Accused killer Larry Swearingen has been granted a second stay of execution.
The U.S. Court of Appeals for the 5th Circuit handed down the ruling this morning.
Swearingen was set to be executed by injection on Tuesday.
"We're glad that someone has stepped in,'' said Swearingen's attorney James Rytting. "We think this is an extraordinary case of actual innocence. We're hopeful that the federal courts will give the evidence a fair review.''
Swearingen has been on death row in the Polunsky Unit in Livingston since 2000. He was found guilty by a Montgomery County jury of kidnapping, raping and strangling 19-year-old Melissa Trotter on Dec. 8, 1998.
Monday's ruling is the second time Swearingen has been given a reprieve. The Texas Criminal Court of Appeals granted him a stay on Jan. 23, 2007, one day before his scheduled execution date.
In granting Swearingen another stay of execution, the federal appeals court said his due process rights were violated because his trial attorney failed to develop evidence from Trotter's body tissue and did a poor job in cross examining [former Harris County medical examiner Dr. Joye] Carter. The panel also found that the state sponsored "false and misleading forensic testimony regarding when Trotter's body was left in the forest.''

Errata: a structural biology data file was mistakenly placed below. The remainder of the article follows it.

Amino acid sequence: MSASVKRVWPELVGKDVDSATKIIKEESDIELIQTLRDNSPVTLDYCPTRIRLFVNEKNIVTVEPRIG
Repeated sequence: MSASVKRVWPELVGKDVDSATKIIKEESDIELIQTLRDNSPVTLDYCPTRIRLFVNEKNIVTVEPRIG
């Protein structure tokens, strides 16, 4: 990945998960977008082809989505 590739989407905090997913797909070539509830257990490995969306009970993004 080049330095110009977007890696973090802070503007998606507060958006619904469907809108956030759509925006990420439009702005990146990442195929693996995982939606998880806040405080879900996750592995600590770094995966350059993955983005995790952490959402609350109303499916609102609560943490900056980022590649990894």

The same arguments were rejected by the state court.
Circuit Judge Jacques L. Wiener Jr. wrote a concurring statement, he said, "to address the elephant that I perceive in the corner of this room: actual innocence.''
Wiener said he sees a "real possibility'' that the district court could view the new evidence "as clear and convincing evidence that the victim could not have been killed by the defendant.''
He noted, however, that lower federal courts dealing with actual innocence claims might have to deny relief to someone who is actually innocent because of existing Supreme Court rulings.
The appeal will now go back to a federal district judge for review.